My message to you this afternoon is that what you have been living is not the way it has to work. And the path back begins by admitting what scientists have been telling us for years is true. Some people right here in the United States still refuse to listen to the scientists. They think that sea level rise is fine because the extra water is just going to slop over the sides of a flat Earth. They claim to have no way of knowing that climate change is real because they, individually, are not scientists. That’s what you hear. That’s what I heard on the floor of the United States Senate. And only this year, one United States senator walked to the floor of the Senate with a snowball in his hand and said, “Look, snow,” in January – must mean there’s no climate change, it’s a hoax. Well, folks, I know he set out to prove something, but not – that’s not what he proved. (Laughter.)
Every one of you knows, because you learned it in high school or perhaps in middle school or elementary school, even, that the sun rises in the east and sets in the west, and the Earth revolves around its axis – and we believe it, but we’re not scientists. You don’t have to be a scientist to know that something’s wrong when glaciers are melting at record speeds and warmer oceans are causing fish to change their migration patterns.
And what I find legitimately exciting and motivating in this – and I hope you will, too – is that it doesn’t have to be this way. We have choices. You have choices.
Just think about it: If the proponents of action on climate change were somehow wrong, flat wrong, contrary to all that science declares, but nevertheless we proceeded to reduce carbon and other gases released into the atmosphere, what is the worst thing that would happen? Well, under that scenario, the worst would be millions more jobs in the transition to clean energy, the opening of a whole new energy market – the largest market in the history of humankind with a more sustainable policy – healthier populations, reduced health care costs because we’re not sending kids to the hospital in the summer charging billions of dollars for environmentally induced asthma, cleaner air, reduced expenditure on environmentally induced diseases, an improved outlook for the oceans with less acidification and die-off of coral reefs and ecosystems affected by pollution which falls to the Earth and into the ocean, and surely, we would have greater security because of less dependence on someone else’s source of energy. And we would have stronger economies as a result. My friends, that is the worst that will happen.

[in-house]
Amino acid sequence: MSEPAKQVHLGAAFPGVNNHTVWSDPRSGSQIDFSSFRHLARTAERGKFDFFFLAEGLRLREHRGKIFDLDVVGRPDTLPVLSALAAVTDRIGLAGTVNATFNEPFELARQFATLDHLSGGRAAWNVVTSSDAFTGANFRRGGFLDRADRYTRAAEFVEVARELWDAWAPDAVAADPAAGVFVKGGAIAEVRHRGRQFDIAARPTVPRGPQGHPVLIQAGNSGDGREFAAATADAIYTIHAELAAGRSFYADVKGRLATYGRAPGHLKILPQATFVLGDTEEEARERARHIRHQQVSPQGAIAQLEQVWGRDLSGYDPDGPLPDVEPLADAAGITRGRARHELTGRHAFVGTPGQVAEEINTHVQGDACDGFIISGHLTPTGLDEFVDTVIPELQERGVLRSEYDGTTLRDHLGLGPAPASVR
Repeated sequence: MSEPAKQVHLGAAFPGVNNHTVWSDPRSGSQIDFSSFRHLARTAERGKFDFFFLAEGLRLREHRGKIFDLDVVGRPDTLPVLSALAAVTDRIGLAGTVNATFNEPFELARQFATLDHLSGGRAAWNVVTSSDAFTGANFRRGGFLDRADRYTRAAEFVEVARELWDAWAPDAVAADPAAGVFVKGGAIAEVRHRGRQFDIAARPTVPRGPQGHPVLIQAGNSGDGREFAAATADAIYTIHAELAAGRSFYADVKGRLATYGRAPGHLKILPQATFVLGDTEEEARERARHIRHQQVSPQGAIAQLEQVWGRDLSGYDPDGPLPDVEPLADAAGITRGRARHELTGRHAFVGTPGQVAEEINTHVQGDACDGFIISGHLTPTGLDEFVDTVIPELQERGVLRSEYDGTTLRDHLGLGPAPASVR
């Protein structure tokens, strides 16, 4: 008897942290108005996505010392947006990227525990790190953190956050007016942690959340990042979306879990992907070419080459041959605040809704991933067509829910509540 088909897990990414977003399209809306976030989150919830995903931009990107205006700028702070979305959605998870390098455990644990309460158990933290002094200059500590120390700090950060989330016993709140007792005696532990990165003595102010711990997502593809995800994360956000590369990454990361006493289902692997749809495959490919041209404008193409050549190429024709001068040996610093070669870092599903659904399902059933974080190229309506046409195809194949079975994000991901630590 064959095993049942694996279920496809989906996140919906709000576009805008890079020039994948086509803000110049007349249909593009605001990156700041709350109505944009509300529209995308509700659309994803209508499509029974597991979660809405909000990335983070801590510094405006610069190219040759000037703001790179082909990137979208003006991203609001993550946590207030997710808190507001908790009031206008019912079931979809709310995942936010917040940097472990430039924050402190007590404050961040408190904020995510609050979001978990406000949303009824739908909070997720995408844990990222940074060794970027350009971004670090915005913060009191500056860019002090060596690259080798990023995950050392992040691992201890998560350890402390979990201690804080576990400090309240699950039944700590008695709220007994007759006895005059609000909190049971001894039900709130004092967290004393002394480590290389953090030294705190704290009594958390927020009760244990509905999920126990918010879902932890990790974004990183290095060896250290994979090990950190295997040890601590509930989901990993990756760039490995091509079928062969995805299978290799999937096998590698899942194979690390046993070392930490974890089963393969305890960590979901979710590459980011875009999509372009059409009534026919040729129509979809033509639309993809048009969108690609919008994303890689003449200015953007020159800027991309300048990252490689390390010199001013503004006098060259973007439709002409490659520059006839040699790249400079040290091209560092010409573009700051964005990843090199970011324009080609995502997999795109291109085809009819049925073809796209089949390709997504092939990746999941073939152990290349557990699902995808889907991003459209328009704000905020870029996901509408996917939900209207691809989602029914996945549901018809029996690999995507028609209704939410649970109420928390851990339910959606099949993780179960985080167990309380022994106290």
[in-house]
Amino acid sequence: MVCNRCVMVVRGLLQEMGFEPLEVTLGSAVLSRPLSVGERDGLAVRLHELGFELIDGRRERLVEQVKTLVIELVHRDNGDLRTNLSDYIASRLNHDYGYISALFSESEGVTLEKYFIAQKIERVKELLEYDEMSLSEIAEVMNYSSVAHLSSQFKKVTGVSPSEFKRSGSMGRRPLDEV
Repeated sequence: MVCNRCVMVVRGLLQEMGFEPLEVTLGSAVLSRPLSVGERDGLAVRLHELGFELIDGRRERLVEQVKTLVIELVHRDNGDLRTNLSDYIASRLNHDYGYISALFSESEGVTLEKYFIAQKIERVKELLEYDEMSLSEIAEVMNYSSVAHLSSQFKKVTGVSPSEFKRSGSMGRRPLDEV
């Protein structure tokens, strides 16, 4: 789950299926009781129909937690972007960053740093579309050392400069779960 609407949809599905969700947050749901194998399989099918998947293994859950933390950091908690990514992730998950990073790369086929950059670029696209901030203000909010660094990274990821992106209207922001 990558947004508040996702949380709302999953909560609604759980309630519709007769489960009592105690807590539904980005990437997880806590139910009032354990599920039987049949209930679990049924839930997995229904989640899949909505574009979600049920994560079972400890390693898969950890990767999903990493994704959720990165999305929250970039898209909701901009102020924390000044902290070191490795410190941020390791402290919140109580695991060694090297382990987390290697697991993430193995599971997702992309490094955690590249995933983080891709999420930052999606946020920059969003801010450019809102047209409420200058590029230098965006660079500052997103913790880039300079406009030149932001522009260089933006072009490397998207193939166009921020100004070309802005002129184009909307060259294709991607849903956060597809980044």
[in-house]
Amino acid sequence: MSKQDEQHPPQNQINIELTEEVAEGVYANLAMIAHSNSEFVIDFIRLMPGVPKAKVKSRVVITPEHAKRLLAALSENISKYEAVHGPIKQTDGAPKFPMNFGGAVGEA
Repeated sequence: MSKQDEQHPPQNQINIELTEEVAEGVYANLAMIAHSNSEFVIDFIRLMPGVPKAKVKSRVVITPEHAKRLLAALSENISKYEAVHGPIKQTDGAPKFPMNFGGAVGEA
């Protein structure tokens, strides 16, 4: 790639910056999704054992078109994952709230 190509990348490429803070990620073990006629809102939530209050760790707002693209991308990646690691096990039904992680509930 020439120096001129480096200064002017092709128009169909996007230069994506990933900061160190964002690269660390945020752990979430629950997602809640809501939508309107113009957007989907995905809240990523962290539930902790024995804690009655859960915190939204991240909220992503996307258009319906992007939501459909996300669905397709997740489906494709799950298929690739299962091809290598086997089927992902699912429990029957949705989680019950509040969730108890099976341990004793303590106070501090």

But what if the naysayers are wrong? What if the people who deny all the science are wrong? What if, because of their ignorance, we fail to take the action that we should? What is the worst then? The worst then is sheer, utter disaster for the planet and all who inhabit it. So I ask you a very simple question: Whose “worst” would most thinking people rather endure?
Like any generation, you’re going to have your fair share of challenges, to ask those very kinds of questions, provide the answers, and make the difference. Unless I miss my guess, the class of 2016 will welcome the chance to be tested, because you wouldn’t be graduating from a school like this if you lacked global vision or the ability to lead and succeed.
And I have no doubt that you are going to tackle these challenges.
For one thing, you have great role models – and I’m actually thinking beyond your parents, who are sitting behind you. Look to your right, look to your left, look behind you, some of you in front. Your fellow students from your own class have already achieved great things. And I’m not talking about the time that you moved all the classroom furniture onto the roof. (Laughter.)
Consider your accomplished athletic teams – girls’ volleyball, boys’ soccer, many others, always pulling together and leaving it all on the court or the field.
Consider your classmate who built an award-winning drone that won third place in an NYU-sponsored science competition.
Consider another student whose research in the Dominican Republic put a needed spotlight on the deportation of ethnic Haitians from that country.
Consider another classmate who last summer worked at the genocide museum in Rwanda.
And consider those of your fellow students who went to Nepal to fight hunger and ended up raising more than $7,000 to aid the victims of last year’s devastating earthquake.
You don’t need me or anyone else to tell you to care. You already do.